If you’re a beginner gardener and putting in some foundation plants this fall do yourself a favor and remember two things: first, space the plants for their mature form and size, not their cute little form in the container at 1 year old; and second, this is New England and it snows here. Also good to remember is that the sun rises in the east and sets in the west, and that full sun exposure is south.

In the years when my first home was built, very formal, symmetrical, high-maintenance foundation plantings were de rigueur. In those days if you planted something on one side of the door you planted another one on the other side of the door and it had better have a conical shape and be an evergreen. Nowadays with many homes having multiple rooflines and irregular foundation shapes I like to combine a variety of shapes, sizes and textures not only to hide the foundation but also to tempt the senses. And even though I make fun of yews, I like to have a ratio of 1 evergreen to 3 deciduous plants, and yews do provide a consistent green color. However, please don’t trim them to unnatural shapes, select one with the right natural shape and give it a tuck and a trim once a year but for the most part let it be.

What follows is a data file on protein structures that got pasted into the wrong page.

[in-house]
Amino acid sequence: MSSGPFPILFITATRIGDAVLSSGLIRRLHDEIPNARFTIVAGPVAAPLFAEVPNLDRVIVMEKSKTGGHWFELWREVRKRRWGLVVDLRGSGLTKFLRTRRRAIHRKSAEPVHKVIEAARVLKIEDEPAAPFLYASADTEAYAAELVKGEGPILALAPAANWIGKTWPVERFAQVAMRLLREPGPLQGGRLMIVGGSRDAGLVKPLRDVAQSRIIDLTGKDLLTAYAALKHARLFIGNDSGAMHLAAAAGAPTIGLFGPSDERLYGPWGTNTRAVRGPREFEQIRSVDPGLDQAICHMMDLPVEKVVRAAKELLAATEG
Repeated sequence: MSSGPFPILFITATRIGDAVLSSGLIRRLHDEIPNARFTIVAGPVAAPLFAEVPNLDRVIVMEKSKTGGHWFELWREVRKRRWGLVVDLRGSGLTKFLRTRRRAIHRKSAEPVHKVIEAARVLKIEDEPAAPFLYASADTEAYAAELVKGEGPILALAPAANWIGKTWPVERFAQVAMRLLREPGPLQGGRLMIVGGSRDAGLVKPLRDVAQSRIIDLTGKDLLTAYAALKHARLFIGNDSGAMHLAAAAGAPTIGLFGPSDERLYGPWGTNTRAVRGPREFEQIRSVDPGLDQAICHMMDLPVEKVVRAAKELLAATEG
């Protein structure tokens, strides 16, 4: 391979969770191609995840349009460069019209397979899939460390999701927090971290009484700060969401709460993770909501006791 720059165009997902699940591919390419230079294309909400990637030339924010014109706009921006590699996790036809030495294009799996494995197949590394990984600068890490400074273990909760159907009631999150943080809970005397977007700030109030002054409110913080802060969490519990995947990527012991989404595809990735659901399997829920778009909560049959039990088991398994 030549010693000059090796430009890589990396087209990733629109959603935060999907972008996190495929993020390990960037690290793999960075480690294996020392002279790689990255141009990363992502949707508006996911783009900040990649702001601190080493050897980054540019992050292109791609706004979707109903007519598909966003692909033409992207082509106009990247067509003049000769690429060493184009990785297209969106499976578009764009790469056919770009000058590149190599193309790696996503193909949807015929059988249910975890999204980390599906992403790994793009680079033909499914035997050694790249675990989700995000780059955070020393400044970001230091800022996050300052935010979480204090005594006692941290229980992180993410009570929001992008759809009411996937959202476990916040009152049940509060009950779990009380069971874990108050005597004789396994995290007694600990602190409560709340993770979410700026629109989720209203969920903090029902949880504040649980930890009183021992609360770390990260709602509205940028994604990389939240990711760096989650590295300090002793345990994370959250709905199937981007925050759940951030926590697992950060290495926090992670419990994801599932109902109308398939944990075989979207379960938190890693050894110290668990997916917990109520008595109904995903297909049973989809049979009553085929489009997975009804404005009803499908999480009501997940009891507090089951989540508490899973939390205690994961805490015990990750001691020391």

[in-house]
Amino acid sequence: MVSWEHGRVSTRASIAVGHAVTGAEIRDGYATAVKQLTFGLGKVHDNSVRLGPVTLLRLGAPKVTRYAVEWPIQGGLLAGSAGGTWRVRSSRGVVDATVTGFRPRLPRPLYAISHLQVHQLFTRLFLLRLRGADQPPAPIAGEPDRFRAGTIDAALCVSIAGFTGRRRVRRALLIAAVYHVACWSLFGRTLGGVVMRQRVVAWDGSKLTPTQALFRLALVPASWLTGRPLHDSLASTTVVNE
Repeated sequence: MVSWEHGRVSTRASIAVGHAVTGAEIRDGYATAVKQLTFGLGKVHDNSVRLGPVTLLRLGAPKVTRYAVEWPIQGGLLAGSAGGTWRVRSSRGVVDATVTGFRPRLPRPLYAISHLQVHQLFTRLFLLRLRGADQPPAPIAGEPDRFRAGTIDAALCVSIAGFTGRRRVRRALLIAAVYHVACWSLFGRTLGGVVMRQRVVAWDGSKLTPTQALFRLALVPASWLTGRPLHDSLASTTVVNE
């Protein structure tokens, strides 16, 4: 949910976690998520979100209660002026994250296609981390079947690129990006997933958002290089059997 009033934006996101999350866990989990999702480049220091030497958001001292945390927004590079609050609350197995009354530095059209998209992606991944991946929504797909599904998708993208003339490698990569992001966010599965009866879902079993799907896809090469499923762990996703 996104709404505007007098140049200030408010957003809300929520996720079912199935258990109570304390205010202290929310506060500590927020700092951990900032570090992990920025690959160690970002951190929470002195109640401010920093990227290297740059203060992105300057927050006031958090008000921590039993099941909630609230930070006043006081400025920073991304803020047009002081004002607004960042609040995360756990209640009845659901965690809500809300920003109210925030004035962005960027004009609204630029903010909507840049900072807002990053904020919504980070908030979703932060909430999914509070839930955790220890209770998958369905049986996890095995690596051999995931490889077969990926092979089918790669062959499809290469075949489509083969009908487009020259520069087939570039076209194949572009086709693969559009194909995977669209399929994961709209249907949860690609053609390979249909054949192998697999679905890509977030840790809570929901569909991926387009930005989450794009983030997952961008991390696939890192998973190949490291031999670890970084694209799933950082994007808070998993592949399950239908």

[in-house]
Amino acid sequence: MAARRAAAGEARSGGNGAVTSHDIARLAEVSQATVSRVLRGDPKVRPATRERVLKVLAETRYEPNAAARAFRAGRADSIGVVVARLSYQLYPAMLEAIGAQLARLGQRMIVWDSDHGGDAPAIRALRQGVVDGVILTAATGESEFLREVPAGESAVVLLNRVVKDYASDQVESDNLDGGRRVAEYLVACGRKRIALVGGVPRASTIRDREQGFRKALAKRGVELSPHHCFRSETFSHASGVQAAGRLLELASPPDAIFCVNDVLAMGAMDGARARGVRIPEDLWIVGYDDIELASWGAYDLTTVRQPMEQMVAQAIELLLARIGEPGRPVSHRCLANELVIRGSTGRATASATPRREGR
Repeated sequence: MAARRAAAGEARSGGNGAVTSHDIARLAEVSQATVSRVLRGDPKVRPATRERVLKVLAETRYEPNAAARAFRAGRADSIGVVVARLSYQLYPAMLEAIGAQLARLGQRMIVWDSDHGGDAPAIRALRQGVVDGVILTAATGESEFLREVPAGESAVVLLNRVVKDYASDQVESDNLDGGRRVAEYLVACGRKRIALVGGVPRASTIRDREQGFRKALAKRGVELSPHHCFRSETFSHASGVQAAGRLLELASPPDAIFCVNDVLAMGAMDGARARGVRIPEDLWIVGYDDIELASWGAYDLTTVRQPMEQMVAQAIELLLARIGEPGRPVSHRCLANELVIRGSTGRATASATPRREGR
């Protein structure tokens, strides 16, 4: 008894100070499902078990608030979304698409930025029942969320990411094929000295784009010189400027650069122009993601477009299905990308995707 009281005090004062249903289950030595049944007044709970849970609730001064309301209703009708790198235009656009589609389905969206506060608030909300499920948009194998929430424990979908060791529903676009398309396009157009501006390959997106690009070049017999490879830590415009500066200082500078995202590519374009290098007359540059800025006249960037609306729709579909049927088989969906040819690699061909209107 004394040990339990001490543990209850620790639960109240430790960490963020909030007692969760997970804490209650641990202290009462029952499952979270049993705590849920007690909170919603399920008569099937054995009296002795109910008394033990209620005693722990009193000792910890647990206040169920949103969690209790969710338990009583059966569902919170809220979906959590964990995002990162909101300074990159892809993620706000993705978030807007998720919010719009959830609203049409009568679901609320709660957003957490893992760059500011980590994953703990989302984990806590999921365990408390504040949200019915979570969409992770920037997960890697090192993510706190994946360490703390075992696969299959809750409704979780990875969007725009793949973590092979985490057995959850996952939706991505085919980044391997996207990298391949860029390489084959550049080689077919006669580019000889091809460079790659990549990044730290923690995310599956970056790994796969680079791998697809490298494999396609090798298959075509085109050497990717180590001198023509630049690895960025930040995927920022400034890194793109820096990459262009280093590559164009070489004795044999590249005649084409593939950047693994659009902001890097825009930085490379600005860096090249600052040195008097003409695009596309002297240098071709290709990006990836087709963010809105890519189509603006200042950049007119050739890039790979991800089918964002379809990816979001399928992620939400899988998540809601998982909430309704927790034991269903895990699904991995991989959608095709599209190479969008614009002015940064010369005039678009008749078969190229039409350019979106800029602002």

My all-time favorite foundation plant is andromeda. It is an evergreen shrub, grows to be about 4’ tall and 4’ around and has light green waxy foliage. It is one of the early blooming shrubs that lets you know that winter is over, and it has showy chains of white to golden flowers that cover the entire bush. Andromeda does not do well in shady locations and prefers very acidic soil, lots of peat moss (it’s native location is in the peat bogs of Europe) and lots of mulch. Never use any lime on it.

Another good plant is the dwarf rhododendron. They’re in the same family as azaleas (which are also good foundation plants) and have slightly larger evergreen leaves, will grow only about 3’ high and don’t require trimming until they’re about 50 years old. Their flower colors run the gamut from white to purple, and they also love acid soil. When planting them, place them in the hole about 2” higher than they were at the nursery, they tend to be planted too low. Also mulch heavily in the fall and it doesn’t hurt to spray on some anti-desiccant spray to keep the leaves from drying out in the winter winds.

Somewhere I heard that a home without foundation plants looks like a “doll house plunked down in the middle of a pool table” and I tend to agree. If you’re new to gardening planting some of these around your home can be one of the easiest most rewarding projects for your new home.

%d bloggers like this: